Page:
Billy Kelleher: Good evening John, Nancy, ladies and gentlemen. There’s no question that the Lisbon Treaty is a difficult document to digest, but if you persevere with it then you discover that it’s a very very positive step not just for Europe as a whole, but also for us here in Ireland. I’ve heard it said, with no little contempt I might add, that voting for Lisbon is voting with your wallet. Frankly I find that insulting. Voting for this treaty is the right thing to do in principle, and I honestly doubt that many of those who will vote ‘Yes’ on June 12th will be doing so out of purely selfish motives………

And from that moment on; every time the ‘Yes’ campaign put forward its case in the media, it should have been accompanied by the phrase “voting with your wallet” in that same, throwaway, “actually we want to distance ourselves from this idea” kind of manner.

Because it’s a sad truth, but large numbers of people do vote with personal self-interest in mind. This is one of the (many) great flaws in representative democracy. “Personal self-interest” does not necessarily (or even regularly) equate with “what’s best for society as a whole”, so that elections often end up with large numbers of people deliberately voting against what’s best for society, in the belief — for instance — that a slight increase in their own personal wealth somehow offsets unsustainable economic policies.

Of course, there’s absolutely no evidence that the Lisbon treaty, if adopted, will be financially beneficial to the average Irish voter, but because no bugger understands the treaty, it would not be too difficult to present it that way (it’s very “business-friendly” after all). Once you have unconsciously linked a “Yes” vote with “Voting with your wallet” in the mind of the electorate, it becomes extremely difficult for many people to vote “No”.

Of course, both campaigns did attempt to do this, but it was always in pretty abstract language; “the treaty secures Ireland as a centre for foreign investment” says the ‘Yes’ campaign. “The treaty imposes European tax regulations upon us which will reduce our competitiveness when attracting foreign investment” says the ‘No’ campaign. Who do you believe?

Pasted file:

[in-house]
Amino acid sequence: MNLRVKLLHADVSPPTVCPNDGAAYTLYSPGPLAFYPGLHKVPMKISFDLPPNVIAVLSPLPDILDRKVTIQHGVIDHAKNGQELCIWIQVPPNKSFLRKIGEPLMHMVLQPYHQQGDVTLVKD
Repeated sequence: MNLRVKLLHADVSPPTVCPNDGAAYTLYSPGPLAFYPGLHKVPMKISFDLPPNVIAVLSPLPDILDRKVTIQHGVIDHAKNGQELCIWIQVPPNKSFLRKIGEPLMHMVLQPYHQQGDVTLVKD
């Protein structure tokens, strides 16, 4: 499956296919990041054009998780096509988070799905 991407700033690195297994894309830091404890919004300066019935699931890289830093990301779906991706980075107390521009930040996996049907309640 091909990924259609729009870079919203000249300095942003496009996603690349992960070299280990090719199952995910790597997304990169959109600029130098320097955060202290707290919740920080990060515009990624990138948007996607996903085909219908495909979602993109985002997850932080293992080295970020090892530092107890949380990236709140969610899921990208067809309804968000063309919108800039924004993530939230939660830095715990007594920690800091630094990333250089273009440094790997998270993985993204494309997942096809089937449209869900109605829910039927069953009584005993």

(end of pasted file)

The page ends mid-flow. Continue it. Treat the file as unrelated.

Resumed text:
In truth, you end up believing whichever one comes closest to your own personal prejudices. However, a sustained campaign which (with a modicum of subtlety) links “voting Yes” with “voting with your wallet”, bypasses personal beliefs altogether and becomes an unconscious drive within the collective psyche of the electorate.

3 comments  |  Posted in: Opinion


12
May 2008

Return to Lisbon (with a "No!")

Well, it’s been a few weeks since I first posed some questions that had been troubling me regarding the Lisbon Treaty and the forthcoming referendum in Ireland. I’m very grateful to all those who took the time to respond and who discussed the treaty, without acrimony, here on this blog. It’s refreshing to see a discussion of European politics that doesn’t end in a slanging match (or maybe I just spent too long in the UK).

Anyways, despite all that, I was still rather confused by the whole thing. The text of the treaty is — in my view — quite deliberately opaque. You can download the PDF here, but I warn you there’s very little point. You see, huge chunks of the text of the treaty (the majority, in fact) actually don’t state very much at all. Rather, they list amendments to existing treaties which are themselves scattered widely and not always easy to track down and cross-reference. Take this (entirely representative) example…

ARTICLE 2

  1. The articles of the Protocol on the Statute of the European System of Central Banks and of the European Central Bank, of the Protocol on the Statute of the European Investment Bank, and of the Protocol on the privileges and immunities of the European Union, as they are amended by the Treaty of Lisbon, shall be renumbered in accordance with the tables of equivalences set out in the annex to this Protocol. Cross-references to articles of those protocols which appear therein shall be adapted in accordance with the tables.
  2. References to recitals of the protocols set out in point 1 of Article 1, or to articles of those protocols, including to paragraphs thereof, as renumbered or rearranged by this Protocol, and which references figure in other protocols or acts of primary legislation shall be adapted in accordance with this Protocol. Such adaptations shall, if necessary, also apply in the event that the provision in question has been repealed.